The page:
Thank you for helping me love basketball as much as I do. I was born in 2000. You were drafted into the NBA in 1996. I don’t know basketball without you somewhere in it. You were my first basketball jersey. Some of my earliest memories of basketball is hearing your name shouted by my dad who rooted for your success late at night while I was trying to get enough sleep for school the next morning. That is why the news of your death along with your 13-year-old daughter Gianna is incredibly hard for me to swallow. My deepest condolences to all the families of the nine victims who died in the helicopter crash on Jan. 26.
Even after writing these words it still doesn’t feel real that this actually happened. The news left me speechless and shaken to my core. Losing you so early and so tragically has left me heartbroken not just as a diehard basketball fan but as a person who feels an immense amount of sympathy for your wife, Vanessa Bryant, your three other children, your parents and everyone that knew and truly loved you.
To me, you are the epitome of hard work. For as talented as you were as a basketball player drafted straight out of high school, you are the personification of overachieving and never becoming complacent. While alive, you were a living legend. You had a reputation for practicing by yourself in gyms while other great players slept. You broke a bone in your right hand and that upcoming summer you made — not took, made — 100,000 shots in order to correct your shooting form. After tearing your Achilles — one of, if not the most, derailing injuries in professional sports — you managed to drill both foul shots and eventually play another 107 games after that. You scored 81 of your team’s 122 points to lead the Los Angeles Lakers to a win and possess the record for the second-highest single-game scoring performance in NBA history. You scored 60 points in your final professional game. On the court, your work ethic is nothing short of legendary. You played and practiced like every game was your last. This is why it hurts so much as a basketball fan to know that you are gone forever.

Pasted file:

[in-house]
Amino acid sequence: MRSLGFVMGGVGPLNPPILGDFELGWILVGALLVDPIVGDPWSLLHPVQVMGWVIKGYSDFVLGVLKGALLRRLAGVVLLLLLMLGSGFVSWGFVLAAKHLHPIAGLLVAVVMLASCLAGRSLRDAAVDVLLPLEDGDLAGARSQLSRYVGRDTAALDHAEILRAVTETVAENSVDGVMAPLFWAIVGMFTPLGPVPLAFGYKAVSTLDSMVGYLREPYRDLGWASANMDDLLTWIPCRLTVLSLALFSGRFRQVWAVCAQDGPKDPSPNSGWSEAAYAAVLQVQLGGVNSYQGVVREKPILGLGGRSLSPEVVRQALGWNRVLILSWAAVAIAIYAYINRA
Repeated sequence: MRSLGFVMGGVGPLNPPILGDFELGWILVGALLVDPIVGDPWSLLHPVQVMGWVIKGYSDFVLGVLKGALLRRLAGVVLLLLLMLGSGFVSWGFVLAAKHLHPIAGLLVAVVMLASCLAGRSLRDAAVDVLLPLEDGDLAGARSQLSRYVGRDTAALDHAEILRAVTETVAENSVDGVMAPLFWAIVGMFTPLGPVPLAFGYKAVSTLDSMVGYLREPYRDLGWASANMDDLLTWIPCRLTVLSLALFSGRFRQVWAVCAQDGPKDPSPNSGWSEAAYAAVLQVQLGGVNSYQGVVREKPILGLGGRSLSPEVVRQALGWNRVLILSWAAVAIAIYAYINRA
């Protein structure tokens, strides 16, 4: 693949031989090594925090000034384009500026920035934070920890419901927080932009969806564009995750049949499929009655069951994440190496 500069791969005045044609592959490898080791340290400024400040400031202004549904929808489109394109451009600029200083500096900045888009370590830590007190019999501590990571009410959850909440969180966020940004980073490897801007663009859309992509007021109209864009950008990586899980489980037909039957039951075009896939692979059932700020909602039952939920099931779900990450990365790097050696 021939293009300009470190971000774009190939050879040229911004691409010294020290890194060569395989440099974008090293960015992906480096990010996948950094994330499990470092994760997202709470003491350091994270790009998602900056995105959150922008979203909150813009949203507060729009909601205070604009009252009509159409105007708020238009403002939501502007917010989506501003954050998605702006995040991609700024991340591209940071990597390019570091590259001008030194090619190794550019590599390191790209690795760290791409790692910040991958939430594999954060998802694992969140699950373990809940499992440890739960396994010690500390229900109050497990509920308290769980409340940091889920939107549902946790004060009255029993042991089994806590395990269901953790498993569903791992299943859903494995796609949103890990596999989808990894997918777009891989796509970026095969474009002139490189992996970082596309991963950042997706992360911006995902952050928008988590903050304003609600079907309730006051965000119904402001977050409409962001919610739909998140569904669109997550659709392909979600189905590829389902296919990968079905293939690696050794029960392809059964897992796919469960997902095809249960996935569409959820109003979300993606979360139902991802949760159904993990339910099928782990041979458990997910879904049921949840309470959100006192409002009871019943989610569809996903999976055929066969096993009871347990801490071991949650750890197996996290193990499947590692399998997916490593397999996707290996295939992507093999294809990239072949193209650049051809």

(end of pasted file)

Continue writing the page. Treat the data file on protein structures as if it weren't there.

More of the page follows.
It would be expected that you would take a break after having an unforgettable basketball career for one of the marquee teams in all of sports because maybe your 20-year basketball career restricted parts of your personal life from blossoming sooner. This, as anyone can expect, was a silly concern because that was not the Kobe way, the mamba mentality. As one of the preeminent basketball players of your era, you turned out to be an even more preeminent human being. You were a husband, a son and a loving father to your four daughters. You founded the Mamba Academy, a high-level training facility for adults and kids. You wrote children’s books meant to inspire the imagination and as you put it, “encourage children to develop their own inner magic and believe they can achieve the impossible and do so in a fun way.” Two years after stepping away from the game, you won an Oscar for Best Animated Short Film with “Dear Basketball.” You were never shy to motivate or provide mentorship to current NBA players like Kyrie Irving, Jayson Tatum, Giannis Antetokounmpo and many more. The last time the world heard your words was when you congratulated LeBron James on Twitter for passing you in all-time career points the day before your passing on Saturday, Jan. 25. “Continuing to move the game forward @KingJames. Much respect my brother #33644.” One of the final videos I saw was with you watching NBA basketball courtside with your daughter Gianna explaining to her the ins and outs of the game in a way only you can.
I am heartbroken, not only because you are a huge part of why I love basketball so much or because watching your impossible shot making inspired me to say “Kobe” while practicing my fadeaways on the basketball court outside. I am devastated because the world lost an even greater human being that touched the lives of all who knew him personally and from a distance. I’m one of those distant onlookers who have been made better because of the example you set forth. I watched you move with class on and off the court. I indulged in listening to your almost infinite wisdom on not just the game of basketball but on life. You inspired me to never settle for less. You inspired me to use my talents and overachieve with them. You inspired me to share the little that I know to the people I can reach.
Your life is unquestionably bigger than basketball. You will forever be missed. 41 years old is way too soon. Thanks for everything.
With much love,